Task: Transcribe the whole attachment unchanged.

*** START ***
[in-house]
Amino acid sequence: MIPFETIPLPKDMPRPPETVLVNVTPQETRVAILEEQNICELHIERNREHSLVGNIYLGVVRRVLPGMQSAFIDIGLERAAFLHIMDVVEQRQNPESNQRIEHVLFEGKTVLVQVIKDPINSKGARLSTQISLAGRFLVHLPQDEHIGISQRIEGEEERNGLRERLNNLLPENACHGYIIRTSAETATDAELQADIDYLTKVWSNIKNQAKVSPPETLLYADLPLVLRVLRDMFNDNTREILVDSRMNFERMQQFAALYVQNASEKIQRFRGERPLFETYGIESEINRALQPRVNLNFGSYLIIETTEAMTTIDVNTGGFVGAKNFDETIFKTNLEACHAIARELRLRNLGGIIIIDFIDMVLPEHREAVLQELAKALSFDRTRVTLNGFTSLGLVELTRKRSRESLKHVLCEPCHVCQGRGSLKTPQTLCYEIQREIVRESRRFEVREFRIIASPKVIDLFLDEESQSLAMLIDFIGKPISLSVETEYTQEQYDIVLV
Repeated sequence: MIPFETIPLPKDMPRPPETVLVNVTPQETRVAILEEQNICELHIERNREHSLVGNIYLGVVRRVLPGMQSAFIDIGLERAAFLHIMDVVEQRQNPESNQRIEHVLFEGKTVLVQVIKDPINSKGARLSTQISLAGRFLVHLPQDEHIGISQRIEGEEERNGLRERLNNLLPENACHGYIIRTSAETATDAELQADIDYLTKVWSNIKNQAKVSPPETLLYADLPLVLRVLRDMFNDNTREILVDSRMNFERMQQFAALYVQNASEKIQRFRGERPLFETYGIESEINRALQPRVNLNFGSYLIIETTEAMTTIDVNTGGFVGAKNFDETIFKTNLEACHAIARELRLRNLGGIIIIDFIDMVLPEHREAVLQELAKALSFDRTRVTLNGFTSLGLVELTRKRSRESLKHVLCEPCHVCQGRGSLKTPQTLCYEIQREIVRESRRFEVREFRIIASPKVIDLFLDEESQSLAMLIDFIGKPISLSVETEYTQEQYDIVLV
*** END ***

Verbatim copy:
[in-house]
Amino acid sequence: MIPFETIPLPKDMPRPPETVLVNVTPQETRVAILEEQNICELHIERNREHSLVGNIYLGVVRRVLPGMQSAFIDIGLERAAFLHIMDVVEQRQNPESNQRIEHVLFEGKTVLVQVIKDPINSKGARLSTQISLAGRFLVHLPQDEHIGISQRIEGEEERNGLRERLNNLLPENACHGYIIRTSAETATDAELQADIDYLTKVWSNIKNQAKVSPPETLLYADLPLVLRVLRDMFNDNTREILVDSRMNFERMQQFAALYVQNASEKIQRFRGERPLFETYGIESEINRALQPRVNLNFGSYLIIETTEAMTTIDVNTGGFVGAKNFDETIFKTNLEACHAIARELRLRNLGGIIIIDFIDMVLPEHREAVLQELAKALSFDRTRVTLNGFTSLGLVELTRKRSRESLKHVLCEPCHVCQGRGSLKTPQTLCYEIQREIVRESRRFEVREFRIIASPKVIDLFLDEESQSLAMLIDFIGKPISLSVETEYTQEQYDIVLV
Repeated sequence: MIPFETIPLPKDMPRPPETVLVNVTPQETRVAILEEQNICELHIERNREHSLVGNIYLGVVRRVLPGMQSAFIDIGLERAAFLHIMDVVEQRQNPESNQRIEHVLFEGKTVLVQVIKDPINSKGARLSTQISLAGRFLVHLPQDEHIGISQRIEGEEERNGLRERLNNLLPENACHGYIIRTSAETATDAELQADIDYLTKVWSNIKNQAKVSPPETLLYADLPLVLRVLRDMFNDNTREILVDSRMNFERMQQFAALYVQNASEKIQRFRGERPLFETYGIESEINRALQPRVNLNFGSYLIIETTEAMTTIDVNTGGFVGAKNFDETIFKTNLEACHAIARELRLRNLGGIIIIDFIDMVLPEHREAVLQELAKALSFDRTRVTLNGFTSLGLVELTRKRSRESLKHVLCEPCHVCQGRGSLKTPQTLCYEIQREIVRESRRFEVREFRIIASPKVIDLFLDEESQSLAMLIDFIGKPISLSVETEYTQEQYDIVLV